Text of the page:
Real Estate

Look Inside the Transformation of this 1800s Capitol Hill Church

Look Inside the Transformation of this 1800s Capitol Hill Church
The former Way of the Cross Church of Christ at 9th and D streets, NE. Photos by Marisa M. Kashino.

The old Way of the Cross Church of Christ on Capitol Hill has been under construction for about a year. The Rubin Group led a development team that bought the 119-year-old building from the Pentecostal church when its congregants sought a location with more space for parking in Prince George’s County. The project, called The Sanctuary, is not the only church-conversion underway in the District: A vacant church at 13th and H streets, NE, for instance, is slated to become nine condos, and the Rubin Group is actually working on a second one in Southeast DC. But opportunities to repurpose a church with such historic architecture don’t come around often.

Anyone who’s meandered the streets around Stanton Park is surely familiar with the dramatic building occupying the corner of 9th and D streets, NE, with a bell tower that dwarfs the surrounding rowhouses. Bonstra Haresign architects was tapped to help transform it into 3o condos, including townhouse-style units in two adjoining 19th century houses that the church used as office space. The church itself has been divided into units ranging from small one-bedrooms in the $300,000s, to a massive penthouse that will list for $1.7 million. Original brick, woodwork, stained-glass windows, chandeliers, and even pews are getting incorporated into the modern design.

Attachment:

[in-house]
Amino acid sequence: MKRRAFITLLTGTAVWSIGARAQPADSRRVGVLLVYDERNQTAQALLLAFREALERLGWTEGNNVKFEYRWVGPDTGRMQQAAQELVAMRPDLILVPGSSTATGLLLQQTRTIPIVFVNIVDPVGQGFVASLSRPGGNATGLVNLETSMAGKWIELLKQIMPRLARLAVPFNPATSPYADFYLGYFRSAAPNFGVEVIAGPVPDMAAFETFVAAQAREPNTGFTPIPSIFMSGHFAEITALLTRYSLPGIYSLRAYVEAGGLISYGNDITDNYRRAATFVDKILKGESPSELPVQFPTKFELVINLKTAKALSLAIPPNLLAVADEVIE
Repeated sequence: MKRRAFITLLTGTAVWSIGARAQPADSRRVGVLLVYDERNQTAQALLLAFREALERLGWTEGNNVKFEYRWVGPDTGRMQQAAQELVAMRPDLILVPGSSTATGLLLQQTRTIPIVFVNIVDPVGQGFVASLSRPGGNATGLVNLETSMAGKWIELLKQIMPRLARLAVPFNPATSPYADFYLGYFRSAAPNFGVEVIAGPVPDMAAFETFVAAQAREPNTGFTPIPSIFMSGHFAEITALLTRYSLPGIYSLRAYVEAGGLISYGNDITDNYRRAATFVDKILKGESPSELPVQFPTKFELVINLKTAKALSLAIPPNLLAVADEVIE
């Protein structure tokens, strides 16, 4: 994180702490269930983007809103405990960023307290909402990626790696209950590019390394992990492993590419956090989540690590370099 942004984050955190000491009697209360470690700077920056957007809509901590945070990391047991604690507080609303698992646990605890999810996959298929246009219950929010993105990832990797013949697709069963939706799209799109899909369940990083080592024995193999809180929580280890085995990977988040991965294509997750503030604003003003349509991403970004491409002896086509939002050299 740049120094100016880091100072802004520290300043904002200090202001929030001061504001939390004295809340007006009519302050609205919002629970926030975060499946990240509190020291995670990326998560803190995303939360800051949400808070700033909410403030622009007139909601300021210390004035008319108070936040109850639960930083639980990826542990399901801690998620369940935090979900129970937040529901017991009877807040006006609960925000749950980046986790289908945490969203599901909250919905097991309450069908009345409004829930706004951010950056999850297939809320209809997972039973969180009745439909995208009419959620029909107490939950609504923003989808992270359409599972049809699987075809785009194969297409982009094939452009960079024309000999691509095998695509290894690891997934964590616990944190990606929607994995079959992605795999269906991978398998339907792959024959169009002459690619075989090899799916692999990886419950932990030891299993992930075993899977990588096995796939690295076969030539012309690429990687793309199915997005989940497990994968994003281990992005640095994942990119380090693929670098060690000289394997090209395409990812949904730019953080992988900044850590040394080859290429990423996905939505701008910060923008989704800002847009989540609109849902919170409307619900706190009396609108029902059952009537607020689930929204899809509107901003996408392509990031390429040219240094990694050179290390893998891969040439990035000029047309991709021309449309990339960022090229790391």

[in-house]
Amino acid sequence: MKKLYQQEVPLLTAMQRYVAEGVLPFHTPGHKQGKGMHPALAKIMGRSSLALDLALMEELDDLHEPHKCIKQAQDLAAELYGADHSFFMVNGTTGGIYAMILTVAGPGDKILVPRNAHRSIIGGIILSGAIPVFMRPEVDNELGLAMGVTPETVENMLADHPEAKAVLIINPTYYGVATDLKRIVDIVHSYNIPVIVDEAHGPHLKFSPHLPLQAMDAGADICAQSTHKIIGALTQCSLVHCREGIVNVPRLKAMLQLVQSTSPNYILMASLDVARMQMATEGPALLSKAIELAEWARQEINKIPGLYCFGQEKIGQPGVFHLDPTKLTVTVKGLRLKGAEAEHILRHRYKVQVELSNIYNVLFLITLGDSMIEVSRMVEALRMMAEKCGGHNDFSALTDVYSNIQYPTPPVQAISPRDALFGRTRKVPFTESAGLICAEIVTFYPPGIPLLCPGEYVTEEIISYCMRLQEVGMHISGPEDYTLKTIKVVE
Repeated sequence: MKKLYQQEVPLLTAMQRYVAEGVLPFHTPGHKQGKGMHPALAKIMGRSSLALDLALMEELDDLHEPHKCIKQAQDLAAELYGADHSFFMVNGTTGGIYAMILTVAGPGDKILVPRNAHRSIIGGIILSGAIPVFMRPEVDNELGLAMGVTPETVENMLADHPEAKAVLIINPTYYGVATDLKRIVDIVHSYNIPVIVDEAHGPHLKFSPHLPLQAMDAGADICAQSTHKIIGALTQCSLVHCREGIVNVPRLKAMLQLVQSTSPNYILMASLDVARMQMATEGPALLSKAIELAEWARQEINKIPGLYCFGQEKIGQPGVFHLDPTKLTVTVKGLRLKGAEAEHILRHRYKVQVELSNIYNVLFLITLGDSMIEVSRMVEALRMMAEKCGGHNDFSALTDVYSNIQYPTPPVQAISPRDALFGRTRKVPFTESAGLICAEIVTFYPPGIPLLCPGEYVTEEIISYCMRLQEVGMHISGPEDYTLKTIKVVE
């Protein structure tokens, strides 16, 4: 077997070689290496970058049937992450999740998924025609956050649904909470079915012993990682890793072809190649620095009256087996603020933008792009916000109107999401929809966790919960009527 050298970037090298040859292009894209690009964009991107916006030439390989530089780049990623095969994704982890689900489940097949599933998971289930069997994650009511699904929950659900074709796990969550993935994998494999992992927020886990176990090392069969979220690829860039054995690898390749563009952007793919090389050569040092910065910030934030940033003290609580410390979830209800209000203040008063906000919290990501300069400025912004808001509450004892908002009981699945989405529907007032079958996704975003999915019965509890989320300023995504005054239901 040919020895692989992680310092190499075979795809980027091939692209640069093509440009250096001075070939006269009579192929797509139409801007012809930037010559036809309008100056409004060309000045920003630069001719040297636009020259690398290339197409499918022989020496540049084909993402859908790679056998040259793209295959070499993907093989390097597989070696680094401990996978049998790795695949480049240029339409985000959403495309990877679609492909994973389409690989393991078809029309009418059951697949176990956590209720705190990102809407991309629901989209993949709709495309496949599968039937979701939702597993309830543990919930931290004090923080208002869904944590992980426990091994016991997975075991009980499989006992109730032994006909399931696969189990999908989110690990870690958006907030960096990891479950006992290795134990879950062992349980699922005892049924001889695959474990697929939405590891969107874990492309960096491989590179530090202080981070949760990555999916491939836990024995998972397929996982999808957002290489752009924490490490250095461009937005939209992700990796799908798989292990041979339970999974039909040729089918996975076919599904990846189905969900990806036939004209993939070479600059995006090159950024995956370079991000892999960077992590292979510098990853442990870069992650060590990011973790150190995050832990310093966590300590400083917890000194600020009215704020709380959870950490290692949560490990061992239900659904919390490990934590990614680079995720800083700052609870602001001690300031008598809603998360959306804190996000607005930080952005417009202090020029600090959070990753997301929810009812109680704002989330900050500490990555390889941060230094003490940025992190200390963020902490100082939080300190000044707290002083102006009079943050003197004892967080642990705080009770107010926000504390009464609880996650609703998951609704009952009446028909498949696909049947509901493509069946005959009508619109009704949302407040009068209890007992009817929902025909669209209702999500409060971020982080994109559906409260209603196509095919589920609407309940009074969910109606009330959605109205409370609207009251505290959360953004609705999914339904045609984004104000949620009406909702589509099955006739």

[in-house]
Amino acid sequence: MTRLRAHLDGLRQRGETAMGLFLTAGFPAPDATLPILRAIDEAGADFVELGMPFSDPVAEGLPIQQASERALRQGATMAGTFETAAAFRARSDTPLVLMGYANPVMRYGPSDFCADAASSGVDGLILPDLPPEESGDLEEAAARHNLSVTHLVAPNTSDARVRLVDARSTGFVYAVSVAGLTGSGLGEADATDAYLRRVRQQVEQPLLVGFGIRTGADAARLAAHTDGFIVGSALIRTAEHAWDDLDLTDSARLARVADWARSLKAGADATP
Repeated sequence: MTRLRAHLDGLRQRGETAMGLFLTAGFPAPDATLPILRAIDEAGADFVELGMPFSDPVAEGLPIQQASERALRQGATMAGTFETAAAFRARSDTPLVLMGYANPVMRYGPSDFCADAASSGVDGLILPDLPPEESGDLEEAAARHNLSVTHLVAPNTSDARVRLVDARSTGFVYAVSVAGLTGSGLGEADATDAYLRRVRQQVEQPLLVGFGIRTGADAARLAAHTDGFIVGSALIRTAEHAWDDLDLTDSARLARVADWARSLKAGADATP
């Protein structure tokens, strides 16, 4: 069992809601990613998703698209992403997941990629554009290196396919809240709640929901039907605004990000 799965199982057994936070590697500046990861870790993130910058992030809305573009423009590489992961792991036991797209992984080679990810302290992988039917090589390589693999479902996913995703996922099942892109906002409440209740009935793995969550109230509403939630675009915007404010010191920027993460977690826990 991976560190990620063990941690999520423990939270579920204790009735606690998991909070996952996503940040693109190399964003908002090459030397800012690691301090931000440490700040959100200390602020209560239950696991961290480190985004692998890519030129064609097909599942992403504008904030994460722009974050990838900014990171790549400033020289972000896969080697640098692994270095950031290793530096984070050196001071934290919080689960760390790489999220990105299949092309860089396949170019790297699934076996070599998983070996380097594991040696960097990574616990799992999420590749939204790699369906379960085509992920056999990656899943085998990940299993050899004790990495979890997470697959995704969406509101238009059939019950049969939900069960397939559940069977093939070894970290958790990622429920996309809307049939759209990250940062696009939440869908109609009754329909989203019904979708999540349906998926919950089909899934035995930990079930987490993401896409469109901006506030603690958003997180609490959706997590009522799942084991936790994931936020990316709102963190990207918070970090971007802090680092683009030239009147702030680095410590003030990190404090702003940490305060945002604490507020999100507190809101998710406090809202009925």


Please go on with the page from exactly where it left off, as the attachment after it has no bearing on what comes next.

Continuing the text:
Andrew Rubin, principal of the Rubin Group, gave us a sneak peak inside the construction zone. Several of the units have already pre-sold; Rubin expects the building will be ready for occupants come fall.


Looking down from the “catwalk” onto the living room of what will be the most expensive unit, priced at $1.7 million.
bell tower
In addition to the dramatic cathedral window, the priciest unit also gets the church’s bell tower, which will eventually get outfitted with stairs and a lofted area.
A rendering of what the $1.7 million penthouse will look like when it’s done. One of the church’s original chandeliers will hang in the living room. Renderings courtesy of The Rubin Group.
Another rendering of the penthouse’s living room.
three windows
The living room of a one-bedroom, second-floor unit, with restored original windows.
A rendering of what the same unit will look like once it’s finished.
barrel ceiling
A top-floor condo with a nearly wall-sized, original cathedral window, and barrel ceilings.
unit entrance
The entrance to a second-floor condo, with original brick and arched doorway.
Though a new elevator has been installed in the former church, the original stairs will remain a focal point of the building.
Some of the old church pews will get placed in communal areas, others will actually go inside units. This one is waiting to be relocated.
Rendering of a finished bathroom, which will come with oversized subway tile in the shower, and marble floors and counters.

Senior Editor

Marisa M. Kashino joined Washingtonian in 2009 and was a senior editor until 2022.